Over the Memorial Day Weekend a Republican member of the National Labor Relations Board – lawyer Terence F. Flynn – resigned after weeks of controversy over his leaking of confidential NLRB legal and other documents in clear violation of ethics laws to Republican lawyers who opposed the NLRB in legal as well as political matters. Flynn during his nine years at NLRB oversaw a variety of legal and policy issues in cases arising under the National Labor Relations Act.
Speaking to NLRB employees this morning the four remaining Board members – NLRB Chairman Mark Gaston Pearce and Members Brian Hayes, Richard Griffin and Sharon Block – said: “Today we ask you to reflect on the mission of this agency. We are here to enforce a statute that guarantees the right of employees to organize, bargain collectively with their employers or to refrain from all such activity.
“This statute, the National Labor Relations Act, implements this nation’s labor policy – a policy that assures free choice and encourages collective bargaining as a means of maintaining industrial peace. We serve the public in this regard employing the highest of ethical standards.”
Flynn’s resignation as a temporary Board member is effective 24 July 2012, a laughably long time given the seriousness of the findings by the Inspector General of many instances of misconduct. In the view of numerous critics and pundits, Flynn should resign immediately and the Department of Justice should pursue criminal charges.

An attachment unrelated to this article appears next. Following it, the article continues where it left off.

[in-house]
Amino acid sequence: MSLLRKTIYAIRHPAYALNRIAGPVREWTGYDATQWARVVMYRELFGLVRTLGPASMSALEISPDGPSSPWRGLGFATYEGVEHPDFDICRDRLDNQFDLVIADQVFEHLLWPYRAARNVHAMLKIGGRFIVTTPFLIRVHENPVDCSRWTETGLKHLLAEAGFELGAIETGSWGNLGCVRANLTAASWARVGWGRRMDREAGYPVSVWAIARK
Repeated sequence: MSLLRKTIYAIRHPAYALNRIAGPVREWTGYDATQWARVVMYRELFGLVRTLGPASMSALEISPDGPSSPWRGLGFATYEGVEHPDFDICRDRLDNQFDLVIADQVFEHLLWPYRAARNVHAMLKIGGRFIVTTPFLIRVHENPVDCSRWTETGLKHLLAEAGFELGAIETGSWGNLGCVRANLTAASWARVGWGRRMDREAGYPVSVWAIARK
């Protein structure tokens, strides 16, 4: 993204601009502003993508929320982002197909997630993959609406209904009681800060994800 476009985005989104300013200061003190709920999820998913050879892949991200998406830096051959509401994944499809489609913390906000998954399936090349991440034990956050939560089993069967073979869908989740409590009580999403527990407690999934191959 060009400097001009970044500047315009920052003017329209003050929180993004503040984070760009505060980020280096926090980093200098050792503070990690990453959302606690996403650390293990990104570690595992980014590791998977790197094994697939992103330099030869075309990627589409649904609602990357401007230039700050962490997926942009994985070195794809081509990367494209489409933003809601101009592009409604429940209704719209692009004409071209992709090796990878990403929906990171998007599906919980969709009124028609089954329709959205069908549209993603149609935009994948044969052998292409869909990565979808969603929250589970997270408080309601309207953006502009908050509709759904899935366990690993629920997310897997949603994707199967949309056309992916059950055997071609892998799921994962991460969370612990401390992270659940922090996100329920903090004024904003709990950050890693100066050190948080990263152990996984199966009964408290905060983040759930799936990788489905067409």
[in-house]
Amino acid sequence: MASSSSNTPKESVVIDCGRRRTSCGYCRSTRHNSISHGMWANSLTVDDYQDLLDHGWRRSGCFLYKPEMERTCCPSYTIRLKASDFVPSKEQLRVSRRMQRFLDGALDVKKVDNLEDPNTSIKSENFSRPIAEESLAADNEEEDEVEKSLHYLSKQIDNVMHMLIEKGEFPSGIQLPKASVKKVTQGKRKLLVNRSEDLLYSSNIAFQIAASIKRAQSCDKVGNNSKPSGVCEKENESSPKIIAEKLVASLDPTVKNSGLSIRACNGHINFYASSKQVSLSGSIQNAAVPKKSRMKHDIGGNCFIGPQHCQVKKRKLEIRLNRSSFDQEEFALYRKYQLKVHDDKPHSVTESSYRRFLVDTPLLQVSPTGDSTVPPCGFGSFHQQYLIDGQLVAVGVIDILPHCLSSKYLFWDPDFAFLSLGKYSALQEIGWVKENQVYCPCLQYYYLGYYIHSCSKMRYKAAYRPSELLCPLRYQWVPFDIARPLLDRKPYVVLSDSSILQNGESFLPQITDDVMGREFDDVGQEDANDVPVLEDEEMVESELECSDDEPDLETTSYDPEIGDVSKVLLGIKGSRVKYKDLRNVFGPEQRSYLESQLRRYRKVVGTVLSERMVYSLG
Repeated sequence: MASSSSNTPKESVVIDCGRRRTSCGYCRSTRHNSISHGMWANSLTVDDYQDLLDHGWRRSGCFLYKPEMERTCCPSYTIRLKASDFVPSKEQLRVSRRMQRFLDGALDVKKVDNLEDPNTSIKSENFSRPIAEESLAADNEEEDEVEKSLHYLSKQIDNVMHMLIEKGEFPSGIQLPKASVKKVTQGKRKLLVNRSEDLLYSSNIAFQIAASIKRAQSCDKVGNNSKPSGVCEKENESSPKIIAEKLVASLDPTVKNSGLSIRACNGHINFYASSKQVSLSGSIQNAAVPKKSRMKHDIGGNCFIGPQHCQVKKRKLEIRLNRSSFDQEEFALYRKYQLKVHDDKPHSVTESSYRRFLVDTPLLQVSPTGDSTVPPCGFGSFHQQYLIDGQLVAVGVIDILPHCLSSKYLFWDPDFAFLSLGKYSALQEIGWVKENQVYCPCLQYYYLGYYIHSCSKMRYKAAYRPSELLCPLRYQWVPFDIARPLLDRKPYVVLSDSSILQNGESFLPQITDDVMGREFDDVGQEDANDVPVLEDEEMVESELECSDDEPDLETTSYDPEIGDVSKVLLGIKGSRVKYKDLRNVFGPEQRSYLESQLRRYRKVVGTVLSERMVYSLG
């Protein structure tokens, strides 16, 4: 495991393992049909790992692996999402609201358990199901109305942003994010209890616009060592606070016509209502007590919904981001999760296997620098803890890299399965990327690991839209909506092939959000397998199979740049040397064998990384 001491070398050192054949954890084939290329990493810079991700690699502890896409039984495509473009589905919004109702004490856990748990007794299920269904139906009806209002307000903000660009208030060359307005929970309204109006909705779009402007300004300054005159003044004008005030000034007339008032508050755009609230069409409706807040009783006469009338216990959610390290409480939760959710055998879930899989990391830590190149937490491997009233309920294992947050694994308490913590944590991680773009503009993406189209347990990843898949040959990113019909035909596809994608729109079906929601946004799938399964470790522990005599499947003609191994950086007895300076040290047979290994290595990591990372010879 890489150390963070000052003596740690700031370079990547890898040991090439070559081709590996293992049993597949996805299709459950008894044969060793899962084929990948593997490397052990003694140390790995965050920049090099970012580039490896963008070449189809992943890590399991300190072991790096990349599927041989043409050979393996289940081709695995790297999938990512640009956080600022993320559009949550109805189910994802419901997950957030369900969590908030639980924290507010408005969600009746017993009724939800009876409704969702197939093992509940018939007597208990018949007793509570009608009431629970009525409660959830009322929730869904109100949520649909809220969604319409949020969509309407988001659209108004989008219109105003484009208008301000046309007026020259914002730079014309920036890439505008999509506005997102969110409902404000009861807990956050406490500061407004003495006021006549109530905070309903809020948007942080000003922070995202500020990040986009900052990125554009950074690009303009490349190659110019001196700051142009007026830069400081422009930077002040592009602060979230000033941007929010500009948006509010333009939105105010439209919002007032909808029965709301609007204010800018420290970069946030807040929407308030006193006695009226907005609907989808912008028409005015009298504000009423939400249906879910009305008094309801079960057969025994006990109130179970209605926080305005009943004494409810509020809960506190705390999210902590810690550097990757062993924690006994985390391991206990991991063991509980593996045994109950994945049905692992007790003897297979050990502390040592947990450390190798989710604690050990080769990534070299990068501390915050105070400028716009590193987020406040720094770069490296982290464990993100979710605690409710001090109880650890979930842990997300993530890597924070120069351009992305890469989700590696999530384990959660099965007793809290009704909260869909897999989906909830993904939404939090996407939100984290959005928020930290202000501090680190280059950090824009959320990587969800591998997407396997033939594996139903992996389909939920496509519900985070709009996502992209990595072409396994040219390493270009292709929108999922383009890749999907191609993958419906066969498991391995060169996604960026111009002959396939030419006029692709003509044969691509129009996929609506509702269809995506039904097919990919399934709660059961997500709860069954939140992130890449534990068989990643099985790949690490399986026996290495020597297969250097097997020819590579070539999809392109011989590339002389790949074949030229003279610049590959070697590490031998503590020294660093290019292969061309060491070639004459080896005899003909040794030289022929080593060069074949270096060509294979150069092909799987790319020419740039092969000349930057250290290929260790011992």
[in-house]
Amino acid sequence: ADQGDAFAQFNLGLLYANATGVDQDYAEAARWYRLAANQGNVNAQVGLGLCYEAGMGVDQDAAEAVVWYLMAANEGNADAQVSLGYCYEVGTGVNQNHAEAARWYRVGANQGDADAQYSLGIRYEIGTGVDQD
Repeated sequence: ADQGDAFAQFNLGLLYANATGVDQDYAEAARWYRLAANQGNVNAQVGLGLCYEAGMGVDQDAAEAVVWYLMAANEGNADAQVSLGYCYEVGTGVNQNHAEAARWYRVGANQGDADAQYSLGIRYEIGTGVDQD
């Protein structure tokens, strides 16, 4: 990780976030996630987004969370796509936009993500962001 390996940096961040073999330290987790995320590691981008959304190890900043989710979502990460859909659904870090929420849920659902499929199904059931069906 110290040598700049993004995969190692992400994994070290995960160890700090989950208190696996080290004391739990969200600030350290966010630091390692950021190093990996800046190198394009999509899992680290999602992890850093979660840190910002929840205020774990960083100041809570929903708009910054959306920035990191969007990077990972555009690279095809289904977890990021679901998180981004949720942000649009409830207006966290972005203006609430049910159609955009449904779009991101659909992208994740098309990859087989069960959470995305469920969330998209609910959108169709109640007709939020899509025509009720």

For the moment, Flynn has recused himself from all agency business and has asked that the President withdraw his pending permanent nomination for Board Member of the NLRB.
AFL-CIO President Richard Trumka has been and continues to be outspoken on what will also become a contentious election year issue: “Working people deserve to know that public officials who take an oath to honor the public trust will do so – and that is especially true for officials charged with protecting workers’ rights,” Trumka said.
“These findings also will be a test for candidate Romney. A key advisor has been found to use his inside connections in a way that resulted in the violation of ethics rules. Allowing Schaumber to remain as an advisor will speak volumes about candidate Romney and the value he places on ethics in government officials. He should renounce these violations and dismiss Schaumber,” Trumka said.
Oddly, the United Auto Workers Union – once again attempting organize auto plants in Southern states that are actively hostile to collective bargaining rights – has remained silent on the Flynn matter.
Flynn was sworn in as a NLRB Board Member on 9 January 2012. He joined the Board in 2003 as Chief Counsel to then Member Peter Schaumber, a prominent Republican and now an adviser to Mitt Romney on labor matters.